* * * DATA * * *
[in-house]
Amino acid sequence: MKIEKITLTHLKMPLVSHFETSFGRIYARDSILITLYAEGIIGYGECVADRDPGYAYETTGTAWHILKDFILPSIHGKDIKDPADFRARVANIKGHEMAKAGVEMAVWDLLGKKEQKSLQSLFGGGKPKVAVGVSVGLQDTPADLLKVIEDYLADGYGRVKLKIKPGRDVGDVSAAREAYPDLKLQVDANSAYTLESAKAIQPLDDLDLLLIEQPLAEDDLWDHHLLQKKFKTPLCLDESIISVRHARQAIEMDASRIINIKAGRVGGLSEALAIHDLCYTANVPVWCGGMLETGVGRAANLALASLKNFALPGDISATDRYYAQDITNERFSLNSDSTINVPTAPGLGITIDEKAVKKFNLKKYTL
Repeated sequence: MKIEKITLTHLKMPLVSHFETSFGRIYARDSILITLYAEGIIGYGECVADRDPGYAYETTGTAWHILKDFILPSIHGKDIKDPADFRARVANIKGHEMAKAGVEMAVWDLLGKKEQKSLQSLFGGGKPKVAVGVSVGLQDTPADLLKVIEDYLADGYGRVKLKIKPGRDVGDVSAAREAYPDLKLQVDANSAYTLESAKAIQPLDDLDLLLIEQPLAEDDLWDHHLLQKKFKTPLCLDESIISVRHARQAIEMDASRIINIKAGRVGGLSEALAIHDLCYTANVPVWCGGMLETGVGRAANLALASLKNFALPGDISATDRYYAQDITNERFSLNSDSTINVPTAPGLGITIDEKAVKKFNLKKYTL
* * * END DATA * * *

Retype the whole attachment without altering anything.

[in-house]
Amino acid sequence: MKIEKITLTHLKMPLVSHFETSFGRIYARDSILITLYAEGIIGYGECVADRDPGYAYETTGTAWHILKDFILPSIHGKDIKDPADFRARVANIKGHEMAKAGVEMAVWDLLGKKEQKSLQSLFGGGKPKVAVGVSVGLQDTPADLLKVIEDYLADGYGRVKLKIKPGRDVGDVSAAREAYPDLKLQVDANSAYTLESAKAIQPLDDLDLLLIEQPLAEDDLWDHHLLQKKFKTPLCLDESIISVRHARQAIEMDASRIINIKAGRVGGLSEALAIHDLCYTANVPVWCGGMLETGVGRAANLALASLKNFALPGDISATDRYYAQDITNERFSLNSDSTINVPTAPGLGITIDEKAVKKFNLKKYTL
Repeated sequence: MKIEKITLTHLKMPLVSHFETSFGRIYARDSILITLYAEGIIGYGECVADRDPGYAYETTGTAWHILKDFILPSIHGKDIKDPADFRARVANIKGHEMAKAGVEMAVWDLLGKKEQKSLQSLFGGGKPKVAVGVSVGLQDTPADLLKVIEDYLADGYGRVKLKIKPGRDVGDVSAAREAYPDLKLQVDANSAYTLESAKAIQPLDDLDLLLIEQPLAEDDLWDHHLLQKKFKTPLCLDESIISVRHARQAIEMDASRIINIKAGRVGGLSEALAIHDLCYTANVPVWCGGMLETGVGRAANLALASLKNFALPGDISATDRYYAQDITNERFSLNSDSTINVPTAPGLGITIDEKAVKKFNLKKYTL